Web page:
The daughter of Eliam (II Sam. xi. 3; but of Ammiel according to I Chron. iii. 5), who became the wife of Uriah the Hittite, and afterward of David, by whom she became the mother of Solomon. Her father is identified by some scholars with Eliam mentioned in II Sam. xxiii. 34 as the son of Ahithophel. The real meaning of the Hebrew form of the name "Bathsheba" is not clear. The second part of the name appears in I Chron. iii. 5 as "shua" (compare Gen. xxxviii. 2).
The story of David's seduction of Bath-sheba, told in II Sam. xi. et seq., is omitted in Chronicles. The king, while walking on the roof of his house, saw Bath-sheba, who was the wife of Uriah the Hittite, and immediately fell in love with her. Hearing that her husband was with the army, David temporarily abducted her; but fearing the consequence of his act, he summoned Uriah from the camp as the bearer of a message. He hoped to hide the consequence of his own complicity in Bath-sheba's condition, and dismissed Uriah to his wife with a portion from the royal table. But Uriah, being probably unwilling to violate the ancient Israelitish rule applying towarriors in active service (see Robertson Smith, "Religion of the Semites," pp. 455, 488), preferred to remain with the palace troops. The king in desperation gave the order to his general, Joab, that Uriah should be abandoned to the enemy in battle. After Uriah's death David was left free to make Bath-sheba his wife.
According to the account in Samuel, David's action was displeasing to the Lord, who accordingly sent Nathan the prophet to reprove the king. After relating the parable of the rich man who took away the one little ewe lamb of his poor neighbor (II Sam. xii. 1-6), and exciting the king's anger against the unrighteous act, the prophet applied the case directly to David's action with regard to Bath-sheba. The king at once confessed his sin and expressed sincere repentance. Bath-sheba's child by David was smitten with a severe illness and soon died, which the king accepted as his punishment.
Bath-sheba soon became the favored wife, and, with the aid of Nathan, was able to obtain the succession-rights for her son Solomon (I Kings i. 11-31).
Bath-sheba, the granddaughter of Ahithophel, David's famous counselor, was only eight years and eight months of age when her son Solomon was born, while some maintain that she was not older than six (Sanh. 69b).
The influence of the evil tempter of humanity brought about the sinful relation of David and Bathsheba. Bath-sheba was making her toilet on the roof of her house behind a screen of wickerwork, when Satan came in the disguise of a bird; David, shooting at it, struck the screen, splitting it; thus Bathsheba was revealed in her beauty to David (ib. 107a). Bath-sheba was providentially destined from the Creation to become in due time the legitimate wife of David; but this relation was immaturely precipitated, and thus he became Bath-sheba's partner in sin (ib.).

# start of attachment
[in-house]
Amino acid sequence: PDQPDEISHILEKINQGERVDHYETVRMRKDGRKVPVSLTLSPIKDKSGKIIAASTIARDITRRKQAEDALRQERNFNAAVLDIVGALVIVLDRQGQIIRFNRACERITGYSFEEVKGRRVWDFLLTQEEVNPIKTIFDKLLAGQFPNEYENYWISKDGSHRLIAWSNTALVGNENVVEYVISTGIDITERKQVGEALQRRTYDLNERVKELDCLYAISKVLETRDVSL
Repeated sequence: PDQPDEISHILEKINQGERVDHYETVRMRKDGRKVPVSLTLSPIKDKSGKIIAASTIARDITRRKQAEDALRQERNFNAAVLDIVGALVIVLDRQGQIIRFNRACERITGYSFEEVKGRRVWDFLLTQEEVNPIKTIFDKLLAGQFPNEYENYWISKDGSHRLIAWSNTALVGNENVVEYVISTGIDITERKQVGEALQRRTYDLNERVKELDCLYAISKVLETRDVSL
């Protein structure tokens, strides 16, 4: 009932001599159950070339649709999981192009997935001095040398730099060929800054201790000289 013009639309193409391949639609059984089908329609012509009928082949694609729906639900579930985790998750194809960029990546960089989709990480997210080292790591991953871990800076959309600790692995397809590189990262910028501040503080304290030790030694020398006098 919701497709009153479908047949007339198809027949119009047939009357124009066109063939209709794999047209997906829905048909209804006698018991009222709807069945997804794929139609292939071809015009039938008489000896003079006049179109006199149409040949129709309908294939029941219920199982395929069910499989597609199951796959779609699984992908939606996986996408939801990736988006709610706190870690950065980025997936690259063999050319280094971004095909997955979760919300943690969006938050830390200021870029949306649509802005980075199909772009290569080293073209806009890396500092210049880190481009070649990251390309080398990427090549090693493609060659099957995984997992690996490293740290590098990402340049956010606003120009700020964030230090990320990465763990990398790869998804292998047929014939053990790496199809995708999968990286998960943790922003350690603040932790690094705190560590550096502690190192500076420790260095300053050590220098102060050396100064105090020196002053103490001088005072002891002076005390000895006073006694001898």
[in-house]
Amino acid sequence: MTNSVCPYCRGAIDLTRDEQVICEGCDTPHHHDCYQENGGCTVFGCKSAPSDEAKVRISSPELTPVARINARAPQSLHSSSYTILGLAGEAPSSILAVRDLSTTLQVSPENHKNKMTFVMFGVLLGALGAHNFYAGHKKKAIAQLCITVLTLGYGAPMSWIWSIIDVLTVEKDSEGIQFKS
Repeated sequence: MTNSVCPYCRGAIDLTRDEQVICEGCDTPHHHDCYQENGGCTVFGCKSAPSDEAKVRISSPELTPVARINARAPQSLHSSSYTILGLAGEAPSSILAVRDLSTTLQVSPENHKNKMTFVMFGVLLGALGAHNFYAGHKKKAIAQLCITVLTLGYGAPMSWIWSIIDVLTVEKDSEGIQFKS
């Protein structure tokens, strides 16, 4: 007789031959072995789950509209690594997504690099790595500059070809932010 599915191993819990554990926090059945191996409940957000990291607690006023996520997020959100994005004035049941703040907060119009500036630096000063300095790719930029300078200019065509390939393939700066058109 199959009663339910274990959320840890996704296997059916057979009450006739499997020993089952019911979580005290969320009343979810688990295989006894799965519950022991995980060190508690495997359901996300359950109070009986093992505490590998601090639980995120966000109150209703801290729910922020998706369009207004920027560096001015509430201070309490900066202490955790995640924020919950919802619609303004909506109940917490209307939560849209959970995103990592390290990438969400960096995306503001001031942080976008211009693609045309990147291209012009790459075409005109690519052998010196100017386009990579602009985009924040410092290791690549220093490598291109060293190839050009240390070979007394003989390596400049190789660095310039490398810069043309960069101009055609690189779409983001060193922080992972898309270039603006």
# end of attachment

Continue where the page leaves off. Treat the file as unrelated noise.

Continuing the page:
Bath-sheba is praised for her share in the successful effort to secure the succession to Solomon. Thus the verse in Eccl. iv. 9, "Two are better than one," is applied to David and Bath-sheba; while "the threefold cord" which shall not be quickly broken (ib. verse 12) is applied to the activity of Nathan the prophet, who joined in the effort (Eccl. R. iv. 9). For further details see
The only passage in the Koran which has been brought into connection with the story of Bath-sheba is sura xxxviii. 20-25:
"And has the story of the antagonists come to you; when they climbed the wall of the upper chamber, when they came in to David? And when he feared them, they said, 'Fear not; we are two antagonists, one of us hath wronged the other, so judge justly between us. . . . This my brother had ninety-nine ewes and I had one. Then he said, "Give me control of her," and he overcame me in his plea.' David said, 'Verily he hath wronged thee by asking for thy ewe as an addition to his ewes, and verily most partners act injuriously the one to the other, except those who believe and work righteous works; and such are few.' And David supposed that we had tried him; so he sought pardon of his Lord and fell, worshiping, and repented. And we forgave him that fault, and he hath near approach unto us and beauty of ultimate abode."